That has set off alarm bells. As one of the most vibrant sectors of the U.S. economy, that startling lack of diversity could deal a double blow: greater income inequality in society at large and fewer innovative ideas coming out of the tech industry as it faces rising competition from overseas.
“At a time when the technology industry is becoming increasingly important, I think it’s important to focus on what hasn’t changed and what is still very traditional about this world, what isn’t so revolutionary and so progressive,” said Kate Losse, an early Facebook employee and author of “The Boy Kings: A Journey Into the Heart of the Social Network.”
A rash of recent incidents has only amplified the debate over sexism.
Peter Shih, a start-up founder, published a rant in August on the editorial website Medium, about the top 10 things he hates about living in San Francisco, including the weather (“like a woman who is constantly PMSing”) and the 49ers (“the girls who are obviously 4’s and behave like they are 9’s”).
He was pilloried on Twitter, and fliers turned up in San Francisco’s South of Market neighborhood telling Shih to move back to New York. Shih apologized.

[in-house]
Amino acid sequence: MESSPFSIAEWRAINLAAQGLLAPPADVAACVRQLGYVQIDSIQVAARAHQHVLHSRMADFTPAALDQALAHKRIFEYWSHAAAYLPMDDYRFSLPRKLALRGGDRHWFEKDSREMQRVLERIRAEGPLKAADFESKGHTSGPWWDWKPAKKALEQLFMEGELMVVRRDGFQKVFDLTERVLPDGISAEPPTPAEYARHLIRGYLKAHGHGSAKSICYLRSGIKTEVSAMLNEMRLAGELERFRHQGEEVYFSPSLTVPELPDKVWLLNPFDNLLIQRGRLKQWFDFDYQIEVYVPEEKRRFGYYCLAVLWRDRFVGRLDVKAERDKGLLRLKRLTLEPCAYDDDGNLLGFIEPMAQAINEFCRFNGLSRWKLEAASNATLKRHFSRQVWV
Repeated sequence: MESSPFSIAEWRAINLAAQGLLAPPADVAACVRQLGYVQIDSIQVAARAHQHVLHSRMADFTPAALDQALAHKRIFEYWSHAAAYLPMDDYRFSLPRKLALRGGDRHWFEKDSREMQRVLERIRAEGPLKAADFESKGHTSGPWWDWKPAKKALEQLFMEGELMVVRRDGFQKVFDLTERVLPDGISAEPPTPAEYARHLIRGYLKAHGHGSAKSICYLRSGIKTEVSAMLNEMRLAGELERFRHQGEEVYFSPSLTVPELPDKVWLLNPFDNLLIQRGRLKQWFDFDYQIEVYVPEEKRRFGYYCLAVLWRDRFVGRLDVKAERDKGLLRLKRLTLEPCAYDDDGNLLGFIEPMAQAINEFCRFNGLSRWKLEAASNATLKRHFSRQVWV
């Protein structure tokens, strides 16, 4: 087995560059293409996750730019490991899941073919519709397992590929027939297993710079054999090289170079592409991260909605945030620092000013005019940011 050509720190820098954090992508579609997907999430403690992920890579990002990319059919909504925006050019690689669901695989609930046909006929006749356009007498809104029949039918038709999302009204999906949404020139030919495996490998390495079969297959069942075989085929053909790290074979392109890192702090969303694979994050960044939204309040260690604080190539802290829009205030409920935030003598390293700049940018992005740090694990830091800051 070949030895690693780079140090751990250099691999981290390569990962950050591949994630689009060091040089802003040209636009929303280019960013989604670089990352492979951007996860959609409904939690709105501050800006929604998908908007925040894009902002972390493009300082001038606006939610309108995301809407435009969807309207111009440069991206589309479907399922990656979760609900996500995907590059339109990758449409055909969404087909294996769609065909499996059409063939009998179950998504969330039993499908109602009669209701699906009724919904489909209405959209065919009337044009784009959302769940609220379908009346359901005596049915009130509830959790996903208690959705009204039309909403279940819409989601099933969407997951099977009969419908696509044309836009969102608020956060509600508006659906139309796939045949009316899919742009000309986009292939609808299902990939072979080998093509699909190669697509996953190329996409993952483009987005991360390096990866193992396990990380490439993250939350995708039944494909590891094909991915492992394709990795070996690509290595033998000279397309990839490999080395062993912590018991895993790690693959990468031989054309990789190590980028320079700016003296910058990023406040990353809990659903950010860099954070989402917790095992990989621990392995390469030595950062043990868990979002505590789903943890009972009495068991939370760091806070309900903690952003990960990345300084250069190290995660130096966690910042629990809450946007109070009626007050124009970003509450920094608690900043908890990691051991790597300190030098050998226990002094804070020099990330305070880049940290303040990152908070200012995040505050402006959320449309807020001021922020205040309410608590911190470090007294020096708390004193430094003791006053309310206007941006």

Pax Dickinson, the chief technology officer of business blog Business Insider, was fired in September after Twitter users noticed sexist and racist comments he had been making for years on Twitter such as “men have made the world such a safe and comfortable place that women now have the time to bitch about not being considered our equals.” Dickinson declined to comment.
At a recent hackathon put on by technology blog TechCrunch, Australian programmers Jethro Batts and David Boulton stepped onstage to present their work. Choking back laughter, they demonstrated a “parody” app that uploads photos of men staring at women’s chests.
“I think this is the breast hack ever,” Batts joked.
Entrepreneur Richard Jordan was in the audience with his 9-year-old daughter, Alexandra, a budding programmer who got rave reviews at the hackathon for building Super Fun Kid Time, an app to schedule play dates.
“We have to show that this is not acceptable and that we are not going to put up with this sort of thing in our industry anymore,” Jordan said.
As one of the organizers of the Disrupt conference, Alexia Tsotsis, co-editor of TechCrunch, says she sees progress in the outrage the incidents provoked on social media and on industry blogs.